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Impact of Aerosol Direct Effect on Wintertime PM2.5 Simulated by an Online Coupled Meteorology-Air Quality Model over East Asia

Category: Air Pollution Modeling

Accepted Manuscripts
DOI: 10.4209/aaqr.2016.06.0282
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Ami Sekiguchi , Hikari Shimadera, Akira Kondo

  • Graduate School of Engineering, Osaka University, Suita, Osaka 565-0871, Japan


Impact of the aerosol direct effect on PM2.5 simulation in East Asia was evaluated.
Much smaller surface shortwave by the direct effect enhanced atmospheric stability.
The direct effect increased ground-level PM2.5 in the heavily polluted upwind area.
The direct effect reduced the amount of PM2.5 transport to the downwind area.
Temporal mean impact of the direct effect to simulated PM2.5 ranged from –4.1% to 20%.


This study aims to evaluate the impacts of the aerosol direct effect on simulated concentrations of fine particulate matter (PM2.5) over East Asia, which are controlled by heavy local air pollution and long-range transport. The online coupled Weather Research and Forecasting-Community Multiscale Air Quality (WRF-CMAQ) modeling system was applied to the one-way and the two-way simulations (without and with the aerosol direct effect) in a period from January to March 2014. The differences between the two simulations showed there were particularly large impacts of the aerosol direct effect in the eastern Asian Continent with high aerosol loading. The temporal mean contributions of the direct effect averaged over the regions from Northeast to Central China were 15% decrease in the surface shortwave radiation, 9.0% decrease in the planetary boundary layer (PBL) height, and 8.6% increase in the ground-level PM2.5 concentration. In addition, there were negative contributions of the direct effect to the PM2.5 concentration over the ocean from the Sea of Japan to the East China Sea (1.0% decrease on average throughout the period). The PM2.5 decrease over the ocean was likely attributed to reduction in the secondary PM2.5 outflow from the continent to the downwind region, which was caused by the increased dry deposition of PM2.5 precursors because of the increased ground-level concentrations within a more stable PBL over the continent. Overall, the substantial decrease of the surface shortwave radiation by the aerosol direct effect led to the enhanced atmospheric stability, and therefore, increased the ground-level PM2.5 in the heavily polluted region.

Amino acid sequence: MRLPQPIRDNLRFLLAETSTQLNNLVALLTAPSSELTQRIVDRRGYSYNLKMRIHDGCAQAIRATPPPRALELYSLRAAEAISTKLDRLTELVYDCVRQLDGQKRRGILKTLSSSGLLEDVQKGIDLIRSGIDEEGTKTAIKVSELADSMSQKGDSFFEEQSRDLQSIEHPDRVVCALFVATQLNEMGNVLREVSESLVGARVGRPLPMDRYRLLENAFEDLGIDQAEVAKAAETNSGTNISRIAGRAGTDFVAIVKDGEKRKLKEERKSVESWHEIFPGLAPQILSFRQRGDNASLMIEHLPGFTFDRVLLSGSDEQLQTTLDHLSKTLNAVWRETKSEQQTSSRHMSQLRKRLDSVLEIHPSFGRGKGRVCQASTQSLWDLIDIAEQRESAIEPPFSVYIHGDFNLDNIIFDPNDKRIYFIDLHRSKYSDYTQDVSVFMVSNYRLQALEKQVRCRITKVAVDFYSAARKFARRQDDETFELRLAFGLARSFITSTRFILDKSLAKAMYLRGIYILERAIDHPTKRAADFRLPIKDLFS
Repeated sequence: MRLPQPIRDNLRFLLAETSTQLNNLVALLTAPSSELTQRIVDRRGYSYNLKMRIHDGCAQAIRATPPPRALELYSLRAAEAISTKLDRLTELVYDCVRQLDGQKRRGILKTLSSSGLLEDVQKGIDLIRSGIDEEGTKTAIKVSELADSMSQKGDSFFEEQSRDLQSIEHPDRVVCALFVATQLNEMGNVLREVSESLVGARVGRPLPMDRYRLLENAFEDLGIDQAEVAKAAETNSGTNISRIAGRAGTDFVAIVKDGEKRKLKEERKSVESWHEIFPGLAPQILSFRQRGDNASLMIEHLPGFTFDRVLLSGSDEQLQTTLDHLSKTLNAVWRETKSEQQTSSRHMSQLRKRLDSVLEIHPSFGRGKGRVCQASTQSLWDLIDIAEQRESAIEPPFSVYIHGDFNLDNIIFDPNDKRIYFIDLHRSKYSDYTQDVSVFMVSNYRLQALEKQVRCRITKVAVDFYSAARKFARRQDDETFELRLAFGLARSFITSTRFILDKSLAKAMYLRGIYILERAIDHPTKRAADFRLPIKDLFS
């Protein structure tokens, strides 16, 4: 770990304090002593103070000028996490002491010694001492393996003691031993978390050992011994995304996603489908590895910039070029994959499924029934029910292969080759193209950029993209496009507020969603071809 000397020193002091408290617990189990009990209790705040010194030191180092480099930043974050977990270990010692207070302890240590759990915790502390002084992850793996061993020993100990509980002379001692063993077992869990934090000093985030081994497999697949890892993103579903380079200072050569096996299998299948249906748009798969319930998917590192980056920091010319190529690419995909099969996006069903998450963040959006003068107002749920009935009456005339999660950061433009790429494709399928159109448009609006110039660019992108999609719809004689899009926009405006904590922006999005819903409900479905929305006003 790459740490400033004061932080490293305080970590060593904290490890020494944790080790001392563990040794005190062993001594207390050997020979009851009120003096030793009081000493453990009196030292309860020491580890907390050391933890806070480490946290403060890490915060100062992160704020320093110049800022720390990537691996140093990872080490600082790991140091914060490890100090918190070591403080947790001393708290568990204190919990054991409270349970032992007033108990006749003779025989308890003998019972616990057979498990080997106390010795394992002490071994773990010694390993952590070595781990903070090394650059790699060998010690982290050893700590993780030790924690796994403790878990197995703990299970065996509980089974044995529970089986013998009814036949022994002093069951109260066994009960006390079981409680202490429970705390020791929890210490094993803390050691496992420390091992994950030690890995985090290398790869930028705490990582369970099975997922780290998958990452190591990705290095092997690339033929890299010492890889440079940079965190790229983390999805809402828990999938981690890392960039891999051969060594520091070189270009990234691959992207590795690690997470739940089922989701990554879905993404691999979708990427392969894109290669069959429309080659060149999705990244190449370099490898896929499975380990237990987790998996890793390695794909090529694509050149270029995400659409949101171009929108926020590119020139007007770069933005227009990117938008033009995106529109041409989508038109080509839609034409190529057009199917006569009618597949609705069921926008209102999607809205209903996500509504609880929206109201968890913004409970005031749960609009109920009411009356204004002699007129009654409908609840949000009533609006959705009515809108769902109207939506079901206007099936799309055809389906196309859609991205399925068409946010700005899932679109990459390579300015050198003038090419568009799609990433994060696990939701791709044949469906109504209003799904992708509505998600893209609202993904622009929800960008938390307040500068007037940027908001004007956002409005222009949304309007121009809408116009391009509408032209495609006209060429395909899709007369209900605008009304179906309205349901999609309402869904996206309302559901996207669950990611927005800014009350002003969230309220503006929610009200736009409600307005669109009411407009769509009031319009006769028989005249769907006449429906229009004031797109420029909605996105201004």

Online coupled WRF-CMAQ model Shortwave radiative feedback Atmospheric stability Fine particulate matter

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